20 March 2023

Turning data into drawings: distributing children’s books on wild forest foods in East Africa

The children at the Mbete school in Tanzania have received the book My Little Guide to Wild Food
The children at the Mbete school in Tanzania have received the book My Little Guide to Wild Food, about which fruits and vegetables grow wild in the forest. In Tanzania and Malawi, poor nutrition and vitamin deficiency are still a big problem and therefore research into how we can improve food security is of great importance to the local communities. Researchers from the Department of Geosciences and Nature Management at the University of Copenhagen have disseminated their research in a brightly colored book for children in 3rd - 4th grade. Photo: Laura Vang Rasmussen, IGN.

Research on how to improve food and nutrition security has the potential to make real-life contributions for local communities suffering from nutrient deficiencies. Yet, most research remains inaccessible to people who could benefit from it. To elevate the impacts of research beyond a scientific paper, the ERC funded project FORESTDIET has developed and distributed a children’s book on wild foods in Malawi and Tanzania.

The book My Little Guide to Wild Food contents are based on results obtained from data on wild food consumption in Malawi and Tanzania, collected by PhD students Emilie Vansant and Rasmus Skov Olesen. Together they surveyed more than 1000 households across 16 sites in the two countries.

The book is designed to educate young children in rural Africa about how wild foods from the forest can contribute to healthy diets. The illustrations were developed in collaboration with graphic facilitator Mette Jeppesen and highlight the importance of consuming foods rich in micronutrients, such as Vitamin A. To better acquaint children with their surrounding landscape, it features common tree species (e.g. wild custard apple, wild java plum) and green leafy plants (e.g. wild cow peas, black jack) and their various functions, including providing nutrient-rich fruits and vegetables.

The team, which consists of Emilie, Rasmus, postdocs Bowy den Braber and Charlotte Hall, Associate Professor Laura Vang Rasmussen, and graphic facilitator Mette Jeppesen from Tanke-Streger, traveled to Tanzania and Malawi in March 2023 and distributed the book to ~1500 children across 16 schools through interactive workshops designed to engage students with the book’s contents.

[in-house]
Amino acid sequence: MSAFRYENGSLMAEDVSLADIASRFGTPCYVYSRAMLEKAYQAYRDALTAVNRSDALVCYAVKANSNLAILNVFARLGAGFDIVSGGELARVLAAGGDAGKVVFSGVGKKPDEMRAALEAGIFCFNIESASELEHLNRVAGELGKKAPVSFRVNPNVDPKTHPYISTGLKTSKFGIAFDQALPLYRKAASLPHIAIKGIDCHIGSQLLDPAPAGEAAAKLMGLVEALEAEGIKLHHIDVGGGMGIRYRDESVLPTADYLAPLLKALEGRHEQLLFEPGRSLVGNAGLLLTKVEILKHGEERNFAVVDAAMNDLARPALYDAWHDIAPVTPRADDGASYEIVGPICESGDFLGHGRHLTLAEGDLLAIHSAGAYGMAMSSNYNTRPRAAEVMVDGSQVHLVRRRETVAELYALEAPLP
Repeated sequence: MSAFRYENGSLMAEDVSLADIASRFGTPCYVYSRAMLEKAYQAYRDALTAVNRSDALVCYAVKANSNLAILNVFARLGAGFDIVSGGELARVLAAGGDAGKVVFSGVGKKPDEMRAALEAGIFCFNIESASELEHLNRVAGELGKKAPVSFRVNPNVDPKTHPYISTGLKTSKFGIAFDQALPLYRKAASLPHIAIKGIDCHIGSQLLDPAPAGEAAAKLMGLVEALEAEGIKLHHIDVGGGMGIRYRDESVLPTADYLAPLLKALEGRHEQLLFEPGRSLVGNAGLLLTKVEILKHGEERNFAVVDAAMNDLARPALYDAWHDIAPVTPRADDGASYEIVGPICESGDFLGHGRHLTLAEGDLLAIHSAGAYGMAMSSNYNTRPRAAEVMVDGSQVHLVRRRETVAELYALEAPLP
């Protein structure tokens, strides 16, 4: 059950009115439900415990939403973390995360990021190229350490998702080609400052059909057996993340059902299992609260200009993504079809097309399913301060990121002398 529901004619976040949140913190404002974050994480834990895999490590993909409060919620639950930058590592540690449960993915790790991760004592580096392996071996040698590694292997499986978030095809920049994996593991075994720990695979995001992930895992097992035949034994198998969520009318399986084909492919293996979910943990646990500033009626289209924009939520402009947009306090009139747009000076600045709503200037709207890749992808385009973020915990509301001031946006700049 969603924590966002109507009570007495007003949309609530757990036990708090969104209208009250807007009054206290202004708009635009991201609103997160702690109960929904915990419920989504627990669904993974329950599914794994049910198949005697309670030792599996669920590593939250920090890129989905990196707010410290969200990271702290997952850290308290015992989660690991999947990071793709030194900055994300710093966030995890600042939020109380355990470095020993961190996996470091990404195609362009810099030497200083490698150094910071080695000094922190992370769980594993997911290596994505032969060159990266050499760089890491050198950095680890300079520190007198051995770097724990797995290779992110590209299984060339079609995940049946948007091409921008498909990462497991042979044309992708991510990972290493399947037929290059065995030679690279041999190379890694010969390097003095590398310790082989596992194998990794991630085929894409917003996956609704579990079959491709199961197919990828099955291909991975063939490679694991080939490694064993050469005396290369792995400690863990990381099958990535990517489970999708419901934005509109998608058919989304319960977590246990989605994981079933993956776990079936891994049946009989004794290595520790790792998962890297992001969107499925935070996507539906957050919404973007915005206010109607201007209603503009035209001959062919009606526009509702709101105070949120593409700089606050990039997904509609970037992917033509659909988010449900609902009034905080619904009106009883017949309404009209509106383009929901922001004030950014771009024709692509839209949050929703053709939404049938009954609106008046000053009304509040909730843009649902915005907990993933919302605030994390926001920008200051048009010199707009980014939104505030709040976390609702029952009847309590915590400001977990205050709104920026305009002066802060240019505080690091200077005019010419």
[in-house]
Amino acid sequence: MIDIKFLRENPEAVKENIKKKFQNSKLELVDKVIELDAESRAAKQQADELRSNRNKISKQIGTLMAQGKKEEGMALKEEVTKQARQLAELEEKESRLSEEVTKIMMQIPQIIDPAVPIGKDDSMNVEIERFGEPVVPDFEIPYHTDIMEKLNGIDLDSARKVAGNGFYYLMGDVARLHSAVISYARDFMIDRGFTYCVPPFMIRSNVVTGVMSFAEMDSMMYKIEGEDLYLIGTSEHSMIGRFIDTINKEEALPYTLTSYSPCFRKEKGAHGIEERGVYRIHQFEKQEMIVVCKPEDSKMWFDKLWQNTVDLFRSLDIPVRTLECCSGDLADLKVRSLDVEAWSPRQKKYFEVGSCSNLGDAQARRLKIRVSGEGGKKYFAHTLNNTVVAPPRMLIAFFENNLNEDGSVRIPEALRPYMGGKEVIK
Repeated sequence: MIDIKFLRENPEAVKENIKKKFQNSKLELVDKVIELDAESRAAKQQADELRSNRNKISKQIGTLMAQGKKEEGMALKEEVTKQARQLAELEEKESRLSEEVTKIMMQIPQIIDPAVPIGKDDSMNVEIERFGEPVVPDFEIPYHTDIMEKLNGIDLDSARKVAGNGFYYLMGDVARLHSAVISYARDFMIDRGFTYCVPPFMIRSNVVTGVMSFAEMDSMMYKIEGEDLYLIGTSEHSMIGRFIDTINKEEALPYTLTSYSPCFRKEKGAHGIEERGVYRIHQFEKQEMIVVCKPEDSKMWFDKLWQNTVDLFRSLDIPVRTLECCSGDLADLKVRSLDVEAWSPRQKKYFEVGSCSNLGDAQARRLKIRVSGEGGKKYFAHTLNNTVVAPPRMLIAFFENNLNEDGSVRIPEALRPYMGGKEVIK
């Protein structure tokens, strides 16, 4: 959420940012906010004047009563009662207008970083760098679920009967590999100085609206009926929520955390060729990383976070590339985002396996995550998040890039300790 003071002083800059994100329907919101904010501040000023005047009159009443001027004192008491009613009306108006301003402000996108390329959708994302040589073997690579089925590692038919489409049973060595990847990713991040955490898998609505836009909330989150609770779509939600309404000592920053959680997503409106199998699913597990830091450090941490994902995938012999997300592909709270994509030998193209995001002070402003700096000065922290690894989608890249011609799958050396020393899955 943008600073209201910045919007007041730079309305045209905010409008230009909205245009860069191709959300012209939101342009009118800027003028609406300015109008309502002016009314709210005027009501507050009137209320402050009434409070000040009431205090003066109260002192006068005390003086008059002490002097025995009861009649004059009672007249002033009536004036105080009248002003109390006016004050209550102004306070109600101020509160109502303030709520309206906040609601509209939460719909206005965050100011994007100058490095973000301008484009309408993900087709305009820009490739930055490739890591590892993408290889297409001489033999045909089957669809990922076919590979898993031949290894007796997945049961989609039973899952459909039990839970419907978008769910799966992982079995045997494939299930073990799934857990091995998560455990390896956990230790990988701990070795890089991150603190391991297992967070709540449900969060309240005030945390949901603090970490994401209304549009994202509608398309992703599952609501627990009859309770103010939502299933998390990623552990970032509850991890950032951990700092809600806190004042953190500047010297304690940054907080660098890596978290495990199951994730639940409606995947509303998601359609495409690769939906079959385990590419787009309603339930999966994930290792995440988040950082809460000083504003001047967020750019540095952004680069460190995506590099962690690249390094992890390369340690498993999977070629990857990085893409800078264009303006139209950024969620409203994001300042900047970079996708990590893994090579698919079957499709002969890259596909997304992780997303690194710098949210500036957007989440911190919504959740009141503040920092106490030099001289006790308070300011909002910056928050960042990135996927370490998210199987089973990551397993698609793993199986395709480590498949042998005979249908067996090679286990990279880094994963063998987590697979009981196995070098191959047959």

The book tells the story of Temwa and Jumanne and their grandmother.
The book tells the story of Temwa and Jumanne and their grandmother, who talks about all the amazing fruits and vegetables that can be found in the forest. The different species are shown and there is a page that explains why the body needs the healthy foods. Photo: Laura Vang Rasmussen, IGN.

The team published the book in three languages: English, Chichewa and Swahili. When distributing the book to school children, the book was first read out loud to the children with the help of local research assistants. Mette sketched a human body and explained how eating nutritious fruits and vegetables can be good for your eyesight, strength and health. The workshops finished with a drawing activity, where the children were invited to pick certain leaves and fruits to draw together on large sheets of paper. These collective ‘nutritious landscape drawings’ were then left to decorate the classrooms.

In summary, the FORESTDIET team found it very rewarding to be able to give the research findings back to the communities. Finding ways to improve people’s food security and nutrition is key - especially in Malawi where cyclone Freddy, one of the worst cyclones ever recorded in the Southern hemisphere, slammed the country while the team was trying to conduct the workshops. Despite heavy rains and schools being suspended, the team and local partners managed to organize makeshift workshops for children in the villages. Even under these conditions, the team was warmly received by the local chiefs and children.

In the classroom, the children have finished reading, and start drawing :-)

In the classroom, the children have finished reading, and now they have to draw. Before long, the room is full of beautiful drawings, and the children leave the room with new knowledge about plants and fruits. Photo: Laura Vang Rasmussen, IGN.

You can finde the book My Little Guide to Wild Food online here

March 21 is International Forest Day

The UN has declared March 21 International Forest Day. The day aims to celebrate and raise awareness of how important forests are. On Forest Day, countries are encouraged to undertake local, national and international efforts to organize activities involving forests and trees. The theme for 2023 is "Forest and health."

About the FORESTDIET project

The project runs until 2025 and is financed by the European Research Council. The project aims to uncover the connection between changes in forest cover and the quality of people's diets in low-income countries.

Read more about the FORESTDIET project


Laura Vang Rasmussen
Associate Professor - Promotion Programme
+45 35 32 58 60

Anette Bill-Jessen
+45 93 51 13 70


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